2012 was a big year for the music streaming industry. A number of big companies, including Nokia, Microsoft and Apple, either launched a streaming service or announced their intentions to do so. And then there was the news that MySpace was going to be redoing itself as a streaming service as well. Music streaming is quickly becoming very competative.
So what were people actually listening to this year?
Music streaming service Spotify has released its 2012 year in review, revealing the biggest artists worldwide, and the most popular tracks by country.
The most popular female artist of the year was Rihanna, while David Guetta was the most popular male artist. His album, entitled Nothing but the Beat, was the most popular, and the most shared, this year. Coldplay emerged as the year's most popular band and Adele was the most shared artist.
When it came to tracks, Gotye's Someone I Used to Know was both the most popular track and the most shared. It was the most popular track in the USA, France, Spain, The United Kingdon, Sweden and Switzerland this year.
If anyone seemed poised to topple Gotye it was Carly Rae Jepsen, whose Call Me Maybe was the biggest track in Australia, Finland, Austria, Belgium, Denmark and the Netherlands this year.
In face, the only countries without either Someone I Used to Know or Call Me Maybe as their top track were New Zealand, which saw Maroon 5's One More Night at the top; Norway, which had Laleh's Some Die Young, and Germany, where Asaf Avidan & the Mojos' One Day / Reckoning Song was the most popular.
Spotify also released the list of its top 10 most popular apps:
- TuneWiki, which gives users synced lyrics so that they can sing along
- Soundrop, which lets users create "rooms" to share streamed-music playlists with their friends
- We Are Hunted, which provides charts of the best new songs, as measured by popularity on music blogs and social media
- Last.fm, which gives users personalised recommendations based on the music they play
- Pitchfork, which offers news, reviews and features on music, and then creates playlists based on features and links to the music that is reviewed.
- Digster, which is a service that publishes playlists from a team of editors. The playlists are marked with an icon to symbolize the mood or situation the editors think they are best suited to.
- musiXmatch, a lyrics database that helps users sing alone.
- Billboard Top Charts, which highlights the most popular songs on the weekly charts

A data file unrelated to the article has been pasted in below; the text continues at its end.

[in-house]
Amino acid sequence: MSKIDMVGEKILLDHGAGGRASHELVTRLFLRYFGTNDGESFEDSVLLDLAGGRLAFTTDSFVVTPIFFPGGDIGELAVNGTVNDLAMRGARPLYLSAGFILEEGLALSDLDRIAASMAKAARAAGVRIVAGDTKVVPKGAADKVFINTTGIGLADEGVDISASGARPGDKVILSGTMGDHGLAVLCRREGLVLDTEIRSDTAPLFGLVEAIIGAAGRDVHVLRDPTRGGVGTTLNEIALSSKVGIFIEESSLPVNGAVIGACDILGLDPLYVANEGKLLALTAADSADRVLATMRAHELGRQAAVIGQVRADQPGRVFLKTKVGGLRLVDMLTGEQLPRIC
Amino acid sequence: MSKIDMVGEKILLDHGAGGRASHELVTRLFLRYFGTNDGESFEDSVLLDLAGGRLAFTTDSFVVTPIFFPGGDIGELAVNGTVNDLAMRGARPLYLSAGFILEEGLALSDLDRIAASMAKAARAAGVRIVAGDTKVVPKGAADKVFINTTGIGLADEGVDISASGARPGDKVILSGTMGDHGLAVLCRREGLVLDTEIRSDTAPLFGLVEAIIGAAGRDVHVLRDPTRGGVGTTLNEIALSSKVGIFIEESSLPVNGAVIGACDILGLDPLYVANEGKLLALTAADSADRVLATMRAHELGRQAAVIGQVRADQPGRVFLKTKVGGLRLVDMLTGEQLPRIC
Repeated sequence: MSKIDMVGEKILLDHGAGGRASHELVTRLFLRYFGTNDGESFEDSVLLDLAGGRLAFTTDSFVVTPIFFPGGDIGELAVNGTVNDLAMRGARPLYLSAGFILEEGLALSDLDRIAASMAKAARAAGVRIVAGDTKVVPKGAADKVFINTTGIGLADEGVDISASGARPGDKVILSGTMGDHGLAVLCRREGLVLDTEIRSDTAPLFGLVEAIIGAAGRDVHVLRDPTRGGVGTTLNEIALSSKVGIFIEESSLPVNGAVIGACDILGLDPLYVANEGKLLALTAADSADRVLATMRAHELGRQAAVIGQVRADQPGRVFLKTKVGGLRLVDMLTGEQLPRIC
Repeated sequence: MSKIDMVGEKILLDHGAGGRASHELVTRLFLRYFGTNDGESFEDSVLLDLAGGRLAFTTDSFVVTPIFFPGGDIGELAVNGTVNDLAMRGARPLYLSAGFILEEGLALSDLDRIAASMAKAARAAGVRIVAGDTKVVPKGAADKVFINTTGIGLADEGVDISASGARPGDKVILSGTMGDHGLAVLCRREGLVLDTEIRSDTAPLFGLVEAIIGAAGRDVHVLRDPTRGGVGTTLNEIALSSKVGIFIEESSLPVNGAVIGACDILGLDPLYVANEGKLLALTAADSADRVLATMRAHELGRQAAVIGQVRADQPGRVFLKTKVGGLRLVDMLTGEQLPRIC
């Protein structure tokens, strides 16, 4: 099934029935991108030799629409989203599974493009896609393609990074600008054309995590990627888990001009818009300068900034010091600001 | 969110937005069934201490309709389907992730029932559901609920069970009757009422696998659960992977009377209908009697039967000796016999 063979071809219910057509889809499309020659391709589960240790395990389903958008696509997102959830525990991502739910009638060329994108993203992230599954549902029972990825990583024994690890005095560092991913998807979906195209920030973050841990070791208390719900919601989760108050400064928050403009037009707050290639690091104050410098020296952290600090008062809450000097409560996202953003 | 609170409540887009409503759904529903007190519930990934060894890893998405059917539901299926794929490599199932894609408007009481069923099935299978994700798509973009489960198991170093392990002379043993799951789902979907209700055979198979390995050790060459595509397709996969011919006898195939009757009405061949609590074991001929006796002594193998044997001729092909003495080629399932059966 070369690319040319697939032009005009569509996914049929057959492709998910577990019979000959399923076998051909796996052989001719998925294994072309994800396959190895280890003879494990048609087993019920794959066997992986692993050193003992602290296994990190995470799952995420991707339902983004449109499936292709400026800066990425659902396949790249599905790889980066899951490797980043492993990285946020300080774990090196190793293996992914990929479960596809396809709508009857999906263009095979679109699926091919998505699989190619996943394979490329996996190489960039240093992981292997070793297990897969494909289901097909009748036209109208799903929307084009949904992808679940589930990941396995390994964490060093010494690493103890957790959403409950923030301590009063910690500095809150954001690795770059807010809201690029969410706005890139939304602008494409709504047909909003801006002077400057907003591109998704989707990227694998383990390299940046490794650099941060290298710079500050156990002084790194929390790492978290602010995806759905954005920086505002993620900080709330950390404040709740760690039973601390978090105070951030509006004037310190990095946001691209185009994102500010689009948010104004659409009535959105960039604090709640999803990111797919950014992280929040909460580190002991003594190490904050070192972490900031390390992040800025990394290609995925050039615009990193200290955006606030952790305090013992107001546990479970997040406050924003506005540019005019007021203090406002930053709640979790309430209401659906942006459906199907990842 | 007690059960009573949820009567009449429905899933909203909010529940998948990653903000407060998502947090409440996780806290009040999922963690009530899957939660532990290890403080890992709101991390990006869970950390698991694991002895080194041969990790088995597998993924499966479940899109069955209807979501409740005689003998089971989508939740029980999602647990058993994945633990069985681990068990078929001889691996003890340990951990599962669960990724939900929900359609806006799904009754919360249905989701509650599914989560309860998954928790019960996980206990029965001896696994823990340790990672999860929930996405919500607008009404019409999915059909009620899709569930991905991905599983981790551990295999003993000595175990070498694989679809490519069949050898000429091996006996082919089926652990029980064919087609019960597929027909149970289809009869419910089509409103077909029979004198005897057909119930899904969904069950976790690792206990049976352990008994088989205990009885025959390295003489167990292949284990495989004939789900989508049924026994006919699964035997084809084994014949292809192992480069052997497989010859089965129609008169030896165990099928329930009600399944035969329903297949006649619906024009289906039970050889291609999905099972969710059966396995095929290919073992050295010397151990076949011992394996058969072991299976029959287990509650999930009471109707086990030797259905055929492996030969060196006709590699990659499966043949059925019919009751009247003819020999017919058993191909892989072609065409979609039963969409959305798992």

- Filtr, which allows users to share and create new playlists by combining their own musical taste with those of their friends by connecting through Facebook.
- Moodagent, which hels create playlists to match a user's mood.
Music streaming news in 2012
The music streaming space became even more competative this year.
In September, Nokia launched a free music streaming service available for customers who own a Lumia handset. Users are encouraged make their own playlists, using the Create feature, which will give them access to millions of songs in Nokia’s MP3 store. When a user chooses an artist or a song, The Echo Nest builds a station around that artist, generating a playlist.
Nokia Music also offers the Gig Finder feature, which customers can use to find concerts and shows based on their location.
In October, Microsort unveiled Xbox Music, which was launched first on the Xbox console, then onto Windows 8 when it debuted on October 26.
Like Spotify, Xbox Music offers free on demand streaming access to its 30-million catalog of songs in the Xbox Music Store, where users can buy single tracks or entire albums.
It was also reported in September that that Apple was in negotiations with music labels to create an Internet radio service, much like Pandora, though it was said that it would take months for Apple to have everything in place to launch such a service.
And, if all goes according to plan, there will be anew competitor to all of these services in the next year or two: the revampe MySpace.
A little about Spotify
The U.K.-based Spotify was launched in 2006 by Chief Executive Daniel Ek, who has said that the company could make up to $900 million in revenue in 2012. It first became available in the United States in July 2011, and has seen massive growth since.
In July, Spotify reached four million paying subscribers, growing from only four million users total to 15 million users in just ten months.
The last time Spotify raised any money was $100 million from Kleiner Perkins Caufield & Byers and Russian investment firm DST Global in 2011, at a $1 billion valuation, though in November it was reported that the company was raising $100 million for $3 billion valuation.
And that's it for me everyone. It's been great writing for you all this year. I hope you enjoyed it as much as I did and I will see you in 2013!
(Image source: http://www.spotify.com)